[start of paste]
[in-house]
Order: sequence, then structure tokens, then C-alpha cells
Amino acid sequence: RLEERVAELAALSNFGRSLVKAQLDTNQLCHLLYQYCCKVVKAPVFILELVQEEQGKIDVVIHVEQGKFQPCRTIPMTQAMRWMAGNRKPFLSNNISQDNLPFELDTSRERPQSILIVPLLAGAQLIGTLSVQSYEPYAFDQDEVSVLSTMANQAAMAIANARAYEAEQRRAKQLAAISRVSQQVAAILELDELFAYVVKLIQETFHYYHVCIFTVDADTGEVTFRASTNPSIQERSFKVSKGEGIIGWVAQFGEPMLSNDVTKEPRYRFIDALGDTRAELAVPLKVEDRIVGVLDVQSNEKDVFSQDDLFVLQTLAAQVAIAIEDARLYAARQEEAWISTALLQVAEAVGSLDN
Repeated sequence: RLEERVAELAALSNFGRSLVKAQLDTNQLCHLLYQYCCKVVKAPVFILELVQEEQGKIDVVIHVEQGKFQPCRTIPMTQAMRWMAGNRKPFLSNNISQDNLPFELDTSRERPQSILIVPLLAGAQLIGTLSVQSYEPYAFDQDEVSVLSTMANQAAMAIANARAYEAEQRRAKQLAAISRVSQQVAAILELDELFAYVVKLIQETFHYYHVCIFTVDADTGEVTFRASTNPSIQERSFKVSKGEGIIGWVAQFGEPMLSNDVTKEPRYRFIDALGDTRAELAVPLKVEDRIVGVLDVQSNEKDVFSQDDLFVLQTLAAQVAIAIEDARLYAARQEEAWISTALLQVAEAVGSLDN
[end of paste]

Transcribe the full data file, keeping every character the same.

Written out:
[in-house]
Order: sequence, then structure tokens, then C-alpha cells
Amino acid sequence: RLEERVAELAALSNFGRSLVKAQLDTNQLCHLLYQYCCKVVKAPVFILELVQEEQGKIDVVIHVEQGKFQPCRTIPMTQAMRWMAGNRKPFLSNNISQDNLPFELDTSRERPQSILIVPLLAGAQLIGTLSVQSYEPYAFDQDEVSVLSTMANQAAMAIANARAYEAEQRRAKQLAAISRVSQQVAAILELDELFAYVVKLIQETFHYYHVCIFTVDADTGEVTFRASTNPSIQERSFKVSKGEGIIGWVAQFGEPMLSNDVTKEPRYRFIDALGDTRAELAVPLKVEDRIVGVLDVQSNEKDVFSQDDLFVLQTLAAQVAIAIEDARLYAARQEEAWISTALLQVAEAVGSLDN
Repeated sequence: RLEERVAELAALSNFGRSLVKAQLDTNQLCHLLYQYCCKVVKAPVFILELVQEEQGKIDVVIHVEQGKFQPCRTIPMTQAMRWMAGNRKPFLSNNISQDNLPFELDTSRERPQSILIVPLLAGAQLIGTLSVQSYEPYAFDQDEVSVLSTMANQAAMAIANARAYEAEQRRAKQLAAISRVSQQVAAILELDELFAYVVKLIQETFHYYHVCIFTVDADTGEVTFRASTNPSIQERSFKVSKGEGIIGWVAQFGEPMLSNDVTKEPRYRFIDALGDTRAELAVPLKVEDRIVGVLDVQSNEKDVFSQDDLFVLQTLAAQVAIAIEDARLYAARQEEAWISTALLQVAEAVGSLDN